The Brahmanda Purana

by G.V. Tagare | 1958 | 319,243 words | ISBN-10: 8120838246 | ISBN-13: 9788120838246

This page describes the ikshvaku dynasty (vamsha) which is Chapter 63 of the English translation of the Brahmanda Purana: one of the oldest puranas including common Puranic elements such as cosmogony, genealogy, ethics, geography and yoga. Traditionally, the Brahmandapurana is said to consist of 12,000 verses metrical Sanskrit verses.

Chapter 63 - The Ikṣvāku dynasty (vaṃśa)

Note: vide Vā.P. chapter 88.

Sūta said:—

1. When Raivata, otherwise known as Kakudmin, went to that world (of Brahmā), his city, Kuśasthalī, was completely over-run and captured by Puṇyajanas (Yakṣas) and Rākṣasas.

2. The hundred brothers of that virtuous and noble-souled king were afflicted by arrows. Therefore, they fled in every direction due to fear.

3. O excellent Brāhmaṇas, the dynasty of these Kṣatriyas who fled due to excessive fright, is very great. They are present in different places.[1]

4. They are well-known in all the quarters as Śaryātas. They are righteous. The line of Dhṛṣṭa is called Dhārṣṭika. All the members were bold and aggressive in battle.

5-6. That clan of those noble-souled Kṣatriyas consisted of three thousand (families). Nabhāga’s heir was the hero named Nābhāga. Ambarīṣa was the son of Nābhāga. His son was Virūpa. Pṛṣadaśva was the son of Virūpa and his son was Rathītara.

7. These were born of Kṣatriyas but are remembered as having become Aṅgiras. The excellent members of Rathītara family were Brāhmaṇas as well as Kṣatriyas.

8. Formerly, when Manu sneezed, Ikṣvāku was born. Ikṣvāku[2] had a hundred sons who distributed much wealth as religious gifts.

9. Vikukṣi, Nimi and Daṇḍa, these three were the most excellent among them. He had fifty sons, the chief of whom was Śakuni.

10-11. They were the kings protecting Uttarāpatha Northern territory. Forty-eight of them, the father of whom was Virāṭa were the defenders of Dakṣiṇāpatha (Southern territory), in the Southern quarter.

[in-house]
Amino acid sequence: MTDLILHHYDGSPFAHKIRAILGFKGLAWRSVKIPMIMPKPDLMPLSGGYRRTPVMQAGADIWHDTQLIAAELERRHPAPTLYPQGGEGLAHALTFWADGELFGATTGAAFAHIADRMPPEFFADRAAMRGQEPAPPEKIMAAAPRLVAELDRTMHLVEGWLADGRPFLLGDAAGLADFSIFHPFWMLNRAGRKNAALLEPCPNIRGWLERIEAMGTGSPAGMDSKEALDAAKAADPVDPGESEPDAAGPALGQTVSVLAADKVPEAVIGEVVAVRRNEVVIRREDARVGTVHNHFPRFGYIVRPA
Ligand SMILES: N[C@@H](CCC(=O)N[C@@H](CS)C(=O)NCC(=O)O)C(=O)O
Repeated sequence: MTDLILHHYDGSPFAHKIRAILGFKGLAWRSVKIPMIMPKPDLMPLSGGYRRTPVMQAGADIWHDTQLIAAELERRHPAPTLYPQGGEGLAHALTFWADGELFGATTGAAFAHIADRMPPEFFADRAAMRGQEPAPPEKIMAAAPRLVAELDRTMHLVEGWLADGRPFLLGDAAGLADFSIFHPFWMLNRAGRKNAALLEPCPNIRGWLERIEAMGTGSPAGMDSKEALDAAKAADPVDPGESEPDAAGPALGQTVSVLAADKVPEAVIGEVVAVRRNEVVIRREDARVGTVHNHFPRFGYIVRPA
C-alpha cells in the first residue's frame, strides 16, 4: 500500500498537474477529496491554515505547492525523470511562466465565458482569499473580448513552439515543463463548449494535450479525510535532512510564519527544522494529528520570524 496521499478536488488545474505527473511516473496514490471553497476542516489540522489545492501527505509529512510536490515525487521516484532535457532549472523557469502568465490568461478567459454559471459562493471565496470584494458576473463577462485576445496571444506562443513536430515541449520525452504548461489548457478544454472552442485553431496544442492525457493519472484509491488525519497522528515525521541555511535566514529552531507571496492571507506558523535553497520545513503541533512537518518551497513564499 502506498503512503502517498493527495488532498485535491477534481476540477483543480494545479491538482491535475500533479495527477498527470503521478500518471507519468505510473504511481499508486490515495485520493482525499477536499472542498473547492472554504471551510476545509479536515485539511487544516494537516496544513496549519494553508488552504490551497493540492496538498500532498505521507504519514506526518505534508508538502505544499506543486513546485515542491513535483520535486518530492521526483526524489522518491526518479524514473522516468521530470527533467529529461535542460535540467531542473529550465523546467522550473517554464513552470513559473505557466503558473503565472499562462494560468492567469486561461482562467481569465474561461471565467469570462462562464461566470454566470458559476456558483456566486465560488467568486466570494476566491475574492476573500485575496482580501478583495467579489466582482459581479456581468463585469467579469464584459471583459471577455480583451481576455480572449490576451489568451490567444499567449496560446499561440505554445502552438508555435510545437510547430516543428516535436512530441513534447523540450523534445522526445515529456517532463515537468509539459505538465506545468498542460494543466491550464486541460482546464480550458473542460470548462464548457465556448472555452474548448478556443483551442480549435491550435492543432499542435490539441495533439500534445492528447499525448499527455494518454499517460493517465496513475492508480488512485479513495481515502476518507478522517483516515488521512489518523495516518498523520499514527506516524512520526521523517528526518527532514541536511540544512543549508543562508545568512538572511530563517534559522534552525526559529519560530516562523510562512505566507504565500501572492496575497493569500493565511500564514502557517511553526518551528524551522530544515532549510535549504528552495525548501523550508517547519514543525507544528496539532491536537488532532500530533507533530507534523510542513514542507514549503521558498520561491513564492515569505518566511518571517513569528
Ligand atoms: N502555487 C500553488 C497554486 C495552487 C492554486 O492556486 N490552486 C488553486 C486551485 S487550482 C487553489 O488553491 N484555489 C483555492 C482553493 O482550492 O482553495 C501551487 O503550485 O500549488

Once, at the performance of the Aṣṭaka[3] (a kind of Śrāddha), Ikṣvāku commanded Vikukṣi thus.

The King said:—

12. “Fetch flesh for the sake of Śrāddha, O highly powerful one, after killing animals. The Śrāddha of Aṣṭaka has to be performed by me surely.”

13. At the instance of the intelligent one, he went for hunting. After killing thousands of animals, the powerful prince became tired.

14-15. Vikukṣi who had gone for hunting, ate a rabbit. When Vikukṣi returned with the meat and his army, the king urged Vasiṣṭha saying “Let the meat be sprinkled (with holy water)”. Vasiṣṭha said “So be it”. On being urged thus the meat was duly presented by the king. On seeing the meat polluted, Vasiṣṭha became angry and spoke to him:—

16-13. “This meat has been defiled by your son, O king. By eating the rabbit, O king of great splendour, the meat cannot remain unpolluted. O sinless one, rabbit has been eaten earlier by this wicked fellow. Therefore, O excellent king, this meat intended to be offered to the Pitṛs is defiled”.

Thereupon, Ikṣvāku became furious and spoke this to Vikukṣi:

19-21. “Directed by me in connection with the holy rite of the Manes, you went for hunting. But you ate the flesh of the rabbit in the forest earlier to-day. You have been unkind (in this context), Hence, I am banishing you. Go anywhere else along with your own fate”.

Thus he was abandoned by Ikṣvāku. He came to be known by the name Śaśāda (one who eats rabbit). Later, the son became extremely virtuous. When Ikṣvāku passed away he got the entire Earth at the instance of Vasiṣṭha. He became the ruler of Ayodhyā.

22-23. Urged and guided by Vasiṣṭha, he ruled over the kingdom for some time. Even when he was ruling over the kingdom, the king was fully afflicted by this sin. After some time, he fell into the hell, having waves of urine and faeces. After reading this anecdote, a learned man should understand (its implications). He should not eat anything against the Veclic injunction.